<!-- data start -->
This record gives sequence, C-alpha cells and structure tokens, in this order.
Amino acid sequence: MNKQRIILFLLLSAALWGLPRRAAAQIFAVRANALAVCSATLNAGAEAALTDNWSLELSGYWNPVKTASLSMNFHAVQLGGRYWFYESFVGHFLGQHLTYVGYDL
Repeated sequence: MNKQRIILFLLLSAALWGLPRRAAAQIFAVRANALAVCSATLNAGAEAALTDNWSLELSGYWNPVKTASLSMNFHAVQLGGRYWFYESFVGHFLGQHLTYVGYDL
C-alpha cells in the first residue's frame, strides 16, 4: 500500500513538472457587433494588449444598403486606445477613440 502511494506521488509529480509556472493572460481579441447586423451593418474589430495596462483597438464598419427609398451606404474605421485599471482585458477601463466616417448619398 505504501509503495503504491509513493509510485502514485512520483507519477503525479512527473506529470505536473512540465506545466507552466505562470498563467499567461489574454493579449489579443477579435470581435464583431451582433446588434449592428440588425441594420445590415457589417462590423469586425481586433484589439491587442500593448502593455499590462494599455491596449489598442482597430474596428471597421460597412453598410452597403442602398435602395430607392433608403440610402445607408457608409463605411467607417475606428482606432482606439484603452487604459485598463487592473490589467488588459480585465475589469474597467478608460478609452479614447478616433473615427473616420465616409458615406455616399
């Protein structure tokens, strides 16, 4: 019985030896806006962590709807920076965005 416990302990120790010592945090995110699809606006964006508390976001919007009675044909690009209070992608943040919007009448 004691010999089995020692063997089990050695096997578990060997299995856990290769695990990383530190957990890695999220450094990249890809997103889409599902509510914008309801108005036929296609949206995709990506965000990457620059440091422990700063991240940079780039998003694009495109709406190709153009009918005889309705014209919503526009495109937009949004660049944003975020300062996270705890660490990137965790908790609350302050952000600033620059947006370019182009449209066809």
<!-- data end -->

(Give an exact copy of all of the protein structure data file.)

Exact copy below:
This record gives sequence, C-alpha cells and structure tokens, in this order.
Amino acid sequence: MNKQRIILFLLLSAALWGLPRRAAAQIFAVRANALAVCSATLNAGAEAALTDNWSLELSGYWNPVKTASLSMNFHAVQLGGRYWFYESFVGHFLGQHLTYVGYDL
Repeated sequence: MNKQRIILFLLLSAALWGLPRRAAAQIFAVRANALAVCSATLNAGAEAALTDNWSLELSGYWNPVKTASLSMNFHAVQLGGRYWFYESFVGHFLGQHLTYVGYDL
C-alpha cells in the first residue's frame, strides 16, 4: 500500500513538472457587433494588449444598403486606445477613440 502511494506521488509529480509556472493572460481579441447586423451593418474589430495596462483597438464598419427609398451606404474605421485599471482585458477601463466616417448619398 505504501509503495503504491509513493509510485502514485512520483507519477503525479512527473506529470505536473512540465506545466507552466505562470498563467499567461489574454493579449489579443477579435470581435464583431451582433446588434449592428440588425441594420445590415457589417462590423469586425481586433484589439491587442500593448502593455499590462494599455491596449489598442482597430474596428471597421460597412453598410452597403442602398435602395430607392433608403440610402445607408457608409463605411467607417475606428482606432482606439484603452487604459485598463487592473490589467488588459480585465475589469474597467478608460478609452479614447478616433473615427473616420465616409458615406455616399
């Protein structure tokens, strides 16, 4: 019985030896806006962590709807920076965005 416990302990120790010592945090995110699809606006964006508390976001919007009675044909690009209070992608943040919007009448 004691010999089995020692063997089990050695096997578990060997299995856990290769695990990383530190957990890695999220450094990249890809997103889409599902509510914008309801108005036929296609949206995709990506965000990457620059440091422990700063991240940079780039998003694009495109709406190709153009009918005889309705014209919503526009495109937009949004660049944003975020300062996270705890660490990137965790908790609350302050952000600033620059947006370019182009449209066809």